One could argue that Keynesian economics gave way to another academic branch of economics, like monetarism or new classical economics, but I see little in recent political or policy debates to suggest that either of those schools is being consulted. What about supply-side economics, you ask? It’s not really an academic school of economics, more a fig leaf for certain vested interests. Consider for, example former Reagan budget director David Stockman’s famous admission that the Kemp-Roth/Reagan “supply side” tax cuts were really just a Trojan Horse for cutting taxes on the rich.

Speaking of Reagan, his declaration thirty years ago that “government is the problem” seems to have become the  guiding light for economic policy-making in America. Score one for “the power of vested interests.”

Taxes — not lonely enough at the top?

20 August 2011

Bruce Bartlett offers a fine economic history lesson on the U.S. top marginal tax rate. Most people know that the top rate has changed quite a bit over time. (For those keeping score: 91% from WW2 to the early 1960s; 70% till the early 1980s; 50% for most of the Reagan administration; 28% in the late 1980s; raised to 31%, then 36%, then 39.6% in the early 1990s; lowered to 35% in 2001). Bartlett compares the top tax rate with the economic growth rates during those intervals and finds basically no correlation. That, too, is not really news (and a more careful study would take other factors into account).

What is striking, however, is how the threshold level of income for the top rate has changed over time. The original income tax, at the height of the Progressive Era during the Wilson administration, set the threshold at $500,000, which is not only higher than today’s $374,000 but was in 1913. The price level has increased more than 20 times since then; adjusting for inflation, the 1913 top tax rate kicked in at $11 million.

The famous tax cuts engineered by Harding-Coolidge-Hoover Treasury Secretary Andrew Mellon in the 1920s lowered that threshold considerably (to $100,000, or $1.2 million in today’s dollars) but in real terms left it still well above today’s. Pres. Franklin Roosevelt raised both the top tax rate and the threshold to sky-high levels (79%, and a threshold that would be $80 million in today’s dollars and may have only affected one person; some called it “the Rockefeller tax”).  The threshold fell to $200,000 (equivalent to about $3 million today) during WW2 and basically stayed there till the early 1980s. The “Reagan tax cuts” of 1981 lowered the threshold to $85,600 (not quite $200,000 today). The Tax Reform Act of 1986, which Reagan signed, flattened the tax system further, with a top rate of 28% that kicked in at just $30,000 (about $50,000 today). The “Clinton tax increase” raised the threshold from $86,000 to $250,000, and inflation adjustments have raised it to $374,000 today.

Notice a partisan pattern here? It’s no secret that Republicans think the rich are overtaxed and Democrats think the rich are undertaxed, but the discussion almost always focuses on the top tax rate. What’s often missing is just where the definition of “rich” begins. In the historical record, Democrats (Wilson, Franklin Roosevelt, Clinton) have tended to set the top tax threshold high, whereas Republicans (Harding, Reagan) have tended to lower it. Much of this comes down to different notions of fairness: Democrats tend to favor a progressive income tax in which richer people pay a larger share of their income and poor people pay little or none; Republicans tend to favor a flat income tax (or no income tax), in which everyone pays the same marginal rate. Having the top rate kick in at very high levels of income tends to go hand in hand with a multiplicity of different tax rates and a highly progressive tax structure, whereas having it kick in at low levels of income means a much flatter tax.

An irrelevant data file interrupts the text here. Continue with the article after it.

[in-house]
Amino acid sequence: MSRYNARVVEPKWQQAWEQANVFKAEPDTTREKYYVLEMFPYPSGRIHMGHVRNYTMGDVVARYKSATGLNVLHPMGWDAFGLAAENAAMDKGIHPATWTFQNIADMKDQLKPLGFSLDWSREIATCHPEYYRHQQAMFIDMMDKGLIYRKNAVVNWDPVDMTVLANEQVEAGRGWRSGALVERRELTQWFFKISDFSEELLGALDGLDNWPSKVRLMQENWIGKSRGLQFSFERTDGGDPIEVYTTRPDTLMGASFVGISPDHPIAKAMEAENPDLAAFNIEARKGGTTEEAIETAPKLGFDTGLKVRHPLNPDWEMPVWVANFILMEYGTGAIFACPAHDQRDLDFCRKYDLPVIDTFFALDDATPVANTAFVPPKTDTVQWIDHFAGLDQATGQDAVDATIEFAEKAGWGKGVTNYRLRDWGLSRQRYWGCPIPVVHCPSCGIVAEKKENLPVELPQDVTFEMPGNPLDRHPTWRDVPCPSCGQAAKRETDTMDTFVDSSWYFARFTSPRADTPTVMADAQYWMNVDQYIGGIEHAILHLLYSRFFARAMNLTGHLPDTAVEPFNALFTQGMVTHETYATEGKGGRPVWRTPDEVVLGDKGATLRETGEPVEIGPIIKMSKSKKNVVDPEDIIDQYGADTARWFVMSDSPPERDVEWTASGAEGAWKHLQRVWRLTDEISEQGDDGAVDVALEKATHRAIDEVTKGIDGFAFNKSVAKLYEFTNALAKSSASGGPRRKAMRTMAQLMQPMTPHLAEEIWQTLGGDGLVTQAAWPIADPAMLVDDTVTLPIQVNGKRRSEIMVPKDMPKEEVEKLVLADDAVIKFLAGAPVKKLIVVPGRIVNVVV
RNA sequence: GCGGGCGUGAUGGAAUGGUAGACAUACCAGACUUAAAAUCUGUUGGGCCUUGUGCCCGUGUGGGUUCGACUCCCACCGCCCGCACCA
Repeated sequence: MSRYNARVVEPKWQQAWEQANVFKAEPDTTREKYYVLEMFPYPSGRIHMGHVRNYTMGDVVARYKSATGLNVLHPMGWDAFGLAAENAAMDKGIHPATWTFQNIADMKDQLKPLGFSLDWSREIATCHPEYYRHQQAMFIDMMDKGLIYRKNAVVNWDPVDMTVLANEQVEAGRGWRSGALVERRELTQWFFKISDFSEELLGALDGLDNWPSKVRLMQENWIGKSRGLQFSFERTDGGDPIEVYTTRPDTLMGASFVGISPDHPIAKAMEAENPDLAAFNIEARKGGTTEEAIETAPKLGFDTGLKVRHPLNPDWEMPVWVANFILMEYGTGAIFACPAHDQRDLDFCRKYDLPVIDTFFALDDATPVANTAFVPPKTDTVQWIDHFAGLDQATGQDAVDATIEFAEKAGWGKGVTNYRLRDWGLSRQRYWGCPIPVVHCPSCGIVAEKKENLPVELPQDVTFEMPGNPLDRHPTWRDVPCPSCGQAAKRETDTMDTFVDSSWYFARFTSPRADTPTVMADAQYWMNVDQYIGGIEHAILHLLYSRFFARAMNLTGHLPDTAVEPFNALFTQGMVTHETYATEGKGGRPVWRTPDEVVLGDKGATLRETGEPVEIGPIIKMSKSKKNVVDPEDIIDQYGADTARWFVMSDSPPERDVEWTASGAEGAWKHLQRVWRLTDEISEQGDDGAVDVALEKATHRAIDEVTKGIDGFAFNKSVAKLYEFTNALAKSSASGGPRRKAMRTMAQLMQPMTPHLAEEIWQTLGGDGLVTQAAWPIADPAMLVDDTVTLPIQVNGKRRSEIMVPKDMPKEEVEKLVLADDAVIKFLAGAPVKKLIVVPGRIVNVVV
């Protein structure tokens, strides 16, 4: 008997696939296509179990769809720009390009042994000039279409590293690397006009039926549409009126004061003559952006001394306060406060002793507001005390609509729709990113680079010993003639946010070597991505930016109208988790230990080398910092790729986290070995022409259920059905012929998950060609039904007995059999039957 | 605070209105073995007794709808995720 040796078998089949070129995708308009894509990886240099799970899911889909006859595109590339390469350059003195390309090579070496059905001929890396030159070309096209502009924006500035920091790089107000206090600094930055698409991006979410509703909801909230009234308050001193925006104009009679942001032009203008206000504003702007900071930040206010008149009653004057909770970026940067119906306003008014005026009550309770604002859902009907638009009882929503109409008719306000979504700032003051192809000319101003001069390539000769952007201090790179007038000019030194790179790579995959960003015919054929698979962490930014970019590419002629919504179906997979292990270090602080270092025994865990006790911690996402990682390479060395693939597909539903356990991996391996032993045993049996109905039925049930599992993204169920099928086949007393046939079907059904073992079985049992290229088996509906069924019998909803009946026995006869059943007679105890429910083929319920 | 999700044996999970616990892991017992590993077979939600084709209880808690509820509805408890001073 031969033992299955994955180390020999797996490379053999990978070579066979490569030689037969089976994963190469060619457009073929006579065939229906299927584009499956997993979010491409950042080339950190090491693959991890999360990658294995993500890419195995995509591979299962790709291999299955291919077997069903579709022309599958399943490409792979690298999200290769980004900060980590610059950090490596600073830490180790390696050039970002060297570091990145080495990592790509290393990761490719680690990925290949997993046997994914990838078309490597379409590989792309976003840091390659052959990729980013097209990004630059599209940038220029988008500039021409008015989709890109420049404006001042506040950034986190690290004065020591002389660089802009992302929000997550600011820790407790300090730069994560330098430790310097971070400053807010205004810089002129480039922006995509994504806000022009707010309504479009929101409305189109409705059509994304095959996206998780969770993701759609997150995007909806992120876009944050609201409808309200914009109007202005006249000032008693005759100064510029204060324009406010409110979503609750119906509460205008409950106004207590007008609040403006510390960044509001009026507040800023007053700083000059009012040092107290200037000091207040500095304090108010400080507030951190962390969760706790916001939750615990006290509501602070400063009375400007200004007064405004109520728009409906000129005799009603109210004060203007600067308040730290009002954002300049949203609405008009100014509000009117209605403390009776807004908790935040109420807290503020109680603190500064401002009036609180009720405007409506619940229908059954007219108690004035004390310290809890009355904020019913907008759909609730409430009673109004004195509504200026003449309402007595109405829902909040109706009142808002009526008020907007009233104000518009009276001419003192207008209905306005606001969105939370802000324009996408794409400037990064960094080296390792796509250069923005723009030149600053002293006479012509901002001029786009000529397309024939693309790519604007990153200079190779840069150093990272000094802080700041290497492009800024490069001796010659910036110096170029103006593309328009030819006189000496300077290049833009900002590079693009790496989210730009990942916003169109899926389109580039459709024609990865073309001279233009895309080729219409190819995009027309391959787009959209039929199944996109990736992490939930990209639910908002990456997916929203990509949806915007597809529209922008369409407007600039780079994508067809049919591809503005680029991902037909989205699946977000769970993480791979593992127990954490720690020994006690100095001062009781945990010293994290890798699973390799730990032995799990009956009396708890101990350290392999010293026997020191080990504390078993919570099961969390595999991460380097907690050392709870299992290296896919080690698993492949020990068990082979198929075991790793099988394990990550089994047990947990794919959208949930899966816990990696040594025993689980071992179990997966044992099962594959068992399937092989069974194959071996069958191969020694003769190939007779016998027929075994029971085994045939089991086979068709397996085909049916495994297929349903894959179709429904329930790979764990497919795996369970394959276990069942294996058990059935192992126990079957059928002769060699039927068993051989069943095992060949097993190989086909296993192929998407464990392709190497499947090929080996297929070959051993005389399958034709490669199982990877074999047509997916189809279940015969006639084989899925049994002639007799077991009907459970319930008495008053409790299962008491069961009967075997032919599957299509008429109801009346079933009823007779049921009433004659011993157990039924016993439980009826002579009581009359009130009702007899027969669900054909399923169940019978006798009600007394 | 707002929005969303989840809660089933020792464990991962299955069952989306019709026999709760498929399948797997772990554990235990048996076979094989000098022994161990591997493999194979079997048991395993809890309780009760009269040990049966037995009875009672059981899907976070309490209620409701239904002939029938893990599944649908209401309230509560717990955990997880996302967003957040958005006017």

Ever since the “Bush tax cuts” of 2001 were passed, many Democrats have talked about raising the top tax from 35% back to 39.6%, but until recently I’d  heard surprisingly little talk about raising the threshold.This was surprising to me, because, as Bartlett points out, many people do not regard $250,000 or even $374,000 as particularly rich — at least not if, say, you live in New York City and have a family of four. It’s rather unclever politics to talk about raising the top rate without reassuring upper-middle class people that you’re not going to raise their taxes too. Republicans, with clever simplicity, typically truncate “tax increase on the wealthy” to “tax increase,” implying that it’s a tax increase on everybody. Lately Pres. Obama has called for raising the threshold to $1 million, so that people making $374,000-$999,999 would still pay 35 cents on their last dollar of income but people would pay 39.6 cents on every dollar of income above $1 million.

It is still debatable whether raising anyone’s taxes in a depression is ever a good idea, but ideally whatever major long-term deficit reduction plan Congress passes will go into effect only when recovery is well underway and unemployment is down to, say, 7% or less. When that happens, I agree with Bartlett that raising revenues efficiently and equitably will entail raising taxes on the top brackets (either through raising rates or, better yet, closing loopholes) and raising the top tax threshold.